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The most intelligent of the Nazis, the legal theorist Carl Schmitt, explained in clear language the essence of fascist governance. The way to destroy all rules, he explained, was to focus on the idea of the exception. A Nazi leader outmaneuvers his opponents by manufacturing a general conviction that the present moment is exceptional, and then transforming that state of exception into a permanent emergency. Citizens then trade real freedom for fake safety.

Timothy Snyder (b. 1969) American historian, author
On Tyranny: Twenty Lessons from the Twentieth Century, ch. 17 (2017)
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Added on 9-Jun-21 | Last updated 9-Jun-21
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Nobody but radicals have ever accomplished anything in a great crisis. Conservatives have their place in the piping times of peace; but in emergencies only rugged issue men amount to much.

James A. Garfield (1831-1881) US President (1881), lawyer, lay preacher, educator
Diary entry (1876)
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Added on 9-Oct-20 | Last updated 9-Oct-20
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For a man of sensitivity and compassion to exercise great powers in a time of crisis is a grim and agonizing thing.

Richard Hofstadter (1916-1970) American historian and intellectual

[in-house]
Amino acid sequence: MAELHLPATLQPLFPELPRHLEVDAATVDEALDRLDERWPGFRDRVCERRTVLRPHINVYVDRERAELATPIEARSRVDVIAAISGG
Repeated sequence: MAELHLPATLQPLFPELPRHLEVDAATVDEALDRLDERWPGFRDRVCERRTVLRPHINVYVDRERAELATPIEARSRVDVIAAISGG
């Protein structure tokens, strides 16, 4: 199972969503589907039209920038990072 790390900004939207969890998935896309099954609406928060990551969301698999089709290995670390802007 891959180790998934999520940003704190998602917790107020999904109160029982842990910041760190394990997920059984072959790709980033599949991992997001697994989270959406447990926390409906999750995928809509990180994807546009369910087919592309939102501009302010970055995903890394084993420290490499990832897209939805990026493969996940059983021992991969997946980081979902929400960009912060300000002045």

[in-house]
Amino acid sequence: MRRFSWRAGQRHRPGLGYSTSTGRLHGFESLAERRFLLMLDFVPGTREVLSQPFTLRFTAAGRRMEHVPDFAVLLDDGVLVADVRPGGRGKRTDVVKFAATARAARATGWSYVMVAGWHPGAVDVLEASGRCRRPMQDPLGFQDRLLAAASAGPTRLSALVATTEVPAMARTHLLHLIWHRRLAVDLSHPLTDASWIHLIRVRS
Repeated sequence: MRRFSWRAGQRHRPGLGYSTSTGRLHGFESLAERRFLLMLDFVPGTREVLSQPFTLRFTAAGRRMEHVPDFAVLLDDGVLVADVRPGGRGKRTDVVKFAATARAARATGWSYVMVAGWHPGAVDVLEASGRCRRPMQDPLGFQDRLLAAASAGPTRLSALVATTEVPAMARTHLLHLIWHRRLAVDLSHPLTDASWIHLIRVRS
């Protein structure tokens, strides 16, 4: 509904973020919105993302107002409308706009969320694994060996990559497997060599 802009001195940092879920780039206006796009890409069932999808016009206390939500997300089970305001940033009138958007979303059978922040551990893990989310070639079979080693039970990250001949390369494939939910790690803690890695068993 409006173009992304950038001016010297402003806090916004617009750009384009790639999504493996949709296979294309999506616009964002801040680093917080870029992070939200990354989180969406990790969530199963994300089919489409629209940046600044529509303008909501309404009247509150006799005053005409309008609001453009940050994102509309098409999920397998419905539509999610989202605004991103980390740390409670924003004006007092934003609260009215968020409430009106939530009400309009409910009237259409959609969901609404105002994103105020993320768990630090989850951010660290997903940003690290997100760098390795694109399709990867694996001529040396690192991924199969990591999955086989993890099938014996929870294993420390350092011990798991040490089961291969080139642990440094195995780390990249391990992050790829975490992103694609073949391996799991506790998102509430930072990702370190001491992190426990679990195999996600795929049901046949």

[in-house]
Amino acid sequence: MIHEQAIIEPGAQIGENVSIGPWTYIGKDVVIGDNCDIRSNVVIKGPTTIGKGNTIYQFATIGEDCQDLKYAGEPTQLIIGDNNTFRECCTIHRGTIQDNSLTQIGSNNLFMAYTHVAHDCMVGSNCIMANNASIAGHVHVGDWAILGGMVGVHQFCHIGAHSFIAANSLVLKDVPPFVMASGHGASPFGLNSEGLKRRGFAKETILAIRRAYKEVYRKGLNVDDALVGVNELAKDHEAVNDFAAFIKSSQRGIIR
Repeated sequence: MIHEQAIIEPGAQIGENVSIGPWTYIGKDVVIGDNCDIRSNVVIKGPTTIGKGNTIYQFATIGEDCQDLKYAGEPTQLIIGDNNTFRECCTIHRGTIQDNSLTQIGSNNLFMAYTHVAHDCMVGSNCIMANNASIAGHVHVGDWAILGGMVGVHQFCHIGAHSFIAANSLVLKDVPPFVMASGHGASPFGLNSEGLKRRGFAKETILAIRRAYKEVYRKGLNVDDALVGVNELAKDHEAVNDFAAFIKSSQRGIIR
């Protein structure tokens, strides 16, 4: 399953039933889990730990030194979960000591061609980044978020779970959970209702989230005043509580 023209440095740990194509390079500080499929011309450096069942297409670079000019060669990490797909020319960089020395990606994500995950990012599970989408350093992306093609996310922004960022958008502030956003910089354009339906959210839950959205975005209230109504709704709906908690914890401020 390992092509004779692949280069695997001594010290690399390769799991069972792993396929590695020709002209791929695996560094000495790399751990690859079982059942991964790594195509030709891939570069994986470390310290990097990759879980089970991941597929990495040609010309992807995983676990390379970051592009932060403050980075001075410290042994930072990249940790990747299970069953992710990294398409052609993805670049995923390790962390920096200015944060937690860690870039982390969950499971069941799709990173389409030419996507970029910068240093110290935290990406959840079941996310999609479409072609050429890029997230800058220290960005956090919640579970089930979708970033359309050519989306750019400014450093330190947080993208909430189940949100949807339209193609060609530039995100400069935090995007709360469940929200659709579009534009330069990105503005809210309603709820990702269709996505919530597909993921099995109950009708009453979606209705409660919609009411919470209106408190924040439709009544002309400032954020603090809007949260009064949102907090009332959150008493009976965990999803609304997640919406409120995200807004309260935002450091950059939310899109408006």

The American Political Tradition: And the Men Who Made It, Part 5, ch. 7 (1958)
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Referring to Abraham Lincoln and the Civil War.
Added on 24-Mar-20 | Last updated 24-Mar-20
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The salvation of America and of the human race depends on the next election, if we believe the newspapers. But so it was last year, and so it was the year before, and our fathers believed the same thing forty years ago.

Ralph Waldo Emerson (1803-1882) American essayist, lecturer, poet
Journal (Oct 1848)
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Added on 9-Jun-19 | Last updated 9-Jun-19
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She smoothed her hair back from her forehead and looked at herself in the mirror. She looked like she always looked. It was probably a truth about tragedy, she thought, while the tragedy is going on people look pretty much the way they looked when it wasn’t.

Robert B. Parker (1932-2010) American writer
Thin Air (1995)
Added on 3-May-17 | Last updated 3-May-17